Apple customers recently learned that the cellular versions of their iPhones and iPads are storing detailed tracking information about users in an unencrypted format.
Ace New York Times tech reviewer David Pogue belittles anyone concerned about the threat to privacy. He himself has “nothing to hide,” lacks the “paranoid gene.” In conclusion, “So what?”
Chiming in online, reader “Diana” avers that “Privacy is dead. It is time to get over it” — a familiar yet incoherent sentiment which assumes that privacy is an all-or-nothing commodity.
If there were a spate of break-ins in a neighborhood, would anyone feel justified in blithely asserting, “Security is dead. It is time to get over it”? Would you be making a pointless fetish of security by continuing to lock your front door or improving the lock? Should everyone suffering under dictatorship be instructed that their freedom is dead, get over it?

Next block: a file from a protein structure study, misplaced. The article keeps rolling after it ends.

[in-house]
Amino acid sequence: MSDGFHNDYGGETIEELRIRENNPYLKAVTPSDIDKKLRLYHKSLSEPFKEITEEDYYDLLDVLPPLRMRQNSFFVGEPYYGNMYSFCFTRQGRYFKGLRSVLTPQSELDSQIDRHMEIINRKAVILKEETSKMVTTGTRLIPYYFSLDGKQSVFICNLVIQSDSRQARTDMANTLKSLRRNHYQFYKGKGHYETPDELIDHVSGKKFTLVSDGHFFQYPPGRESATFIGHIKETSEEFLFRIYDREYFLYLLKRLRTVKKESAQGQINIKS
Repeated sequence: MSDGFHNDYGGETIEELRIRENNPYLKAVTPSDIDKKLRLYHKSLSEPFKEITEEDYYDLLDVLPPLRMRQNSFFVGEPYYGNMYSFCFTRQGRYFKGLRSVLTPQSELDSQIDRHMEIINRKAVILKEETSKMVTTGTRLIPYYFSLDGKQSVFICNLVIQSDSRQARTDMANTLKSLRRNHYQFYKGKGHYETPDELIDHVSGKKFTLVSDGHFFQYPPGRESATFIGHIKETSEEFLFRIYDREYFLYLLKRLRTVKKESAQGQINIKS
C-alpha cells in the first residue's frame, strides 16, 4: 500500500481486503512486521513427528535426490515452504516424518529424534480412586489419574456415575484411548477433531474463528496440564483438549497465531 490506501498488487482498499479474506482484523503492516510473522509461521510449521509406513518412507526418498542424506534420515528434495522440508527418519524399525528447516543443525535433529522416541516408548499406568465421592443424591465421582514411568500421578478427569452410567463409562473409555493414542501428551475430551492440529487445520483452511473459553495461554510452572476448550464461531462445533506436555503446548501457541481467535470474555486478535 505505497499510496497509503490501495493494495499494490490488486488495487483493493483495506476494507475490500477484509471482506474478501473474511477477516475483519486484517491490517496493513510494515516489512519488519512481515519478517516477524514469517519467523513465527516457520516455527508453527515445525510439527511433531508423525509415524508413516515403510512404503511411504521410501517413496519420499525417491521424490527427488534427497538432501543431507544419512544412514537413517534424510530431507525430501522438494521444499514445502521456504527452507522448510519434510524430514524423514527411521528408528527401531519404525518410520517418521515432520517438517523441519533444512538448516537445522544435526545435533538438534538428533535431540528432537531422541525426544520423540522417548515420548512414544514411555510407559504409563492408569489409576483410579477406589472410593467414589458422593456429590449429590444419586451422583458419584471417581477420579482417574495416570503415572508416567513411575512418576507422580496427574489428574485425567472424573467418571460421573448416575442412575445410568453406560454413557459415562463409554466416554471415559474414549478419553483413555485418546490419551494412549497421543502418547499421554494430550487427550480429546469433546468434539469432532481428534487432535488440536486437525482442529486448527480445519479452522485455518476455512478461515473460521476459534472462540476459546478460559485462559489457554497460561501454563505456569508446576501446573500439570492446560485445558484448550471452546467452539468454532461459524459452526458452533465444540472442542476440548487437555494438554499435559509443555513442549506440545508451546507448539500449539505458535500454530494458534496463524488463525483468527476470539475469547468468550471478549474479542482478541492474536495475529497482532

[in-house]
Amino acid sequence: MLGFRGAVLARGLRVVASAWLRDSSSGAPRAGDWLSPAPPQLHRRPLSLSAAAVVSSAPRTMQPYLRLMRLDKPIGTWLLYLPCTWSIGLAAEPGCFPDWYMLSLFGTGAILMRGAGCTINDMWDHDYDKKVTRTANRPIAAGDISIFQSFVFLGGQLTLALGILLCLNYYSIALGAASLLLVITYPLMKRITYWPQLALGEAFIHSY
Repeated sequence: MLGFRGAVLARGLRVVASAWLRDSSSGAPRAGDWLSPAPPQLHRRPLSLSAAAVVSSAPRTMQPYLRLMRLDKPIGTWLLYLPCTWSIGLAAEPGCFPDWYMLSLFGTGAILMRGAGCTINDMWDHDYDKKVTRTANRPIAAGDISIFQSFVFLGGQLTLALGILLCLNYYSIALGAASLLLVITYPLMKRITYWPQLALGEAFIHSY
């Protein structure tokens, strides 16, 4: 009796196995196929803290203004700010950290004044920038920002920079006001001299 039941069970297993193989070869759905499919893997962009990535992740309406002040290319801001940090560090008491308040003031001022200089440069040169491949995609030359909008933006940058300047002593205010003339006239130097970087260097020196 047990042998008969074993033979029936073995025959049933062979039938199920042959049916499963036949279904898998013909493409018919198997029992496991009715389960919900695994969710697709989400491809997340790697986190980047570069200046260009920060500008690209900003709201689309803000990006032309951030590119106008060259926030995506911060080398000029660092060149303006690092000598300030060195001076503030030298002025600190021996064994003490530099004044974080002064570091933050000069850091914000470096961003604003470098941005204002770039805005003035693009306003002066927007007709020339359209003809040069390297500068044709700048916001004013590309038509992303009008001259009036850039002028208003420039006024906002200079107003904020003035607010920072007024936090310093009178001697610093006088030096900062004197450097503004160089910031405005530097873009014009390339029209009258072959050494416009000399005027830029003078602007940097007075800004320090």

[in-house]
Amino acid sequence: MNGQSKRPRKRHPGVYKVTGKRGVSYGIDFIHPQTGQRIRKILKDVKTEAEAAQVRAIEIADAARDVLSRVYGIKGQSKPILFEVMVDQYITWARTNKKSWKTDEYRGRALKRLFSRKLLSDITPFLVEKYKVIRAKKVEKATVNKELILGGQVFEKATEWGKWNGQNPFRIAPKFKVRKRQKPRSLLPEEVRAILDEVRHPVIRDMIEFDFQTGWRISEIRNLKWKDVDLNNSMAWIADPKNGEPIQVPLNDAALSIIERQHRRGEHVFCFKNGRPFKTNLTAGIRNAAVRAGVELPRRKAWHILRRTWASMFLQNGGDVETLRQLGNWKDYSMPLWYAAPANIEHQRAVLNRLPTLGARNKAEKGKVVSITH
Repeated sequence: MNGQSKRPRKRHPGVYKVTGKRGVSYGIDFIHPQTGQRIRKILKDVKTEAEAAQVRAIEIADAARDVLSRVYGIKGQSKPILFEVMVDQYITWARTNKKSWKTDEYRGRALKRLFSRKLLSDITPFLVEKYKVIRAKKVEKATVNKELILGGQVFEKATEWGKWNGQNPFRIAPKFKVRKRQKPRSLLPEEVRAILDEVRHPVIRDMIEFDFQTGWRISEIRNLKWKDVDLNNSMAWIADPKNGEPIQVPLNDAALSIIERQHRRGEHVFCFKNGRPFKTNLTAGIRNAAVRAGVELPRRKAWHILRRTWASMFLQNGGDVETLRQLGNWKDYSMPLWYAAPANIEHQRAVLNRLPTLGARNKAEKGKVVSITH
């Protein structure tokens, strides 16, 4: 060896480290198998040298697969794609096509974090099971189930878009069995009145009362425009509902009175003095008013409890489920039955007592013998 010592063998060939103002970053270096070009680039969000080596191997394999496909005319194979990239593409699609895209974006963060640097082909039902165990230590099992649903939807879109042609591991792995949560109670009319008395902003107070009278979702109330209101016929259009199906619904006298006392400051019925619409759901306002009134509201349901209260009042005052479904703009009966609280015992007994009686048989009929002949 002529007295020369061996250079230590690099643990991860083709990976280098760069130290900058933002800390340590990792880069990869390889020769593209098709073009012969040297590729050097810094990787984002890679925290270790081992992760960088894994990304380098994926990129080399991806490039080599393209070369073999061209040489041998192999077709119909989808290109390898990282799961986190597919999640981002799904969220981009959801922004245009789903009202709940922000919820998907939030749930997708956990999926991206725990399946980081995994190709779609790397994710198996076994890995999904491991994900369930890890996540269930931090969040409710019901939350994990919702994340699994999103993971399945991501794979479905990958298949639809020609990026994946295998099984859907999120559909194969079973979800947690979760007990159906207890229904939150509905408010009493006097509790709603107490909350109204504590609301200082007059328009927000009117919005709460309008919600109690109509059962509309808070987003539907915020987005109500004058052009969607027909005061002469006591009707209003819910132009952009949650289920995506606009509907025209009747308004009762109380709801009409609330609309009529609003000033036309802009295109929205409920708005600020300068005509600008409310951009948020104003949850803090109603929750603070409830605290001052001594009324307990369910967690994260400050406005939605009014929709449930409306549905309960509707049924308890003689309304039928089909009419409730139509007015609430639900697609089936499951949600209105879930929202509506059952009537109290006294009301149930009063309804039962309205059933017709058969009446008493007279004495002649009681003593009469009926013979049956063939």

The costs of breaching privacy can be minor or great. With respect to unencrypted and archived tracking data, the practical costs of the vulnerability may be zero until the wrong person with the wrong motive exploits it. The danger may be a lot greater in other countries.
It’s appropriate to debate how great an apparent threat to privacy may be, and the best way of countering that threat. But it is wrong to assume that institutionally persistent but unnecessary assaults on personal privacy are either irreversible or silly even to notice.
This is Common Sense. I’m Paul Jacob.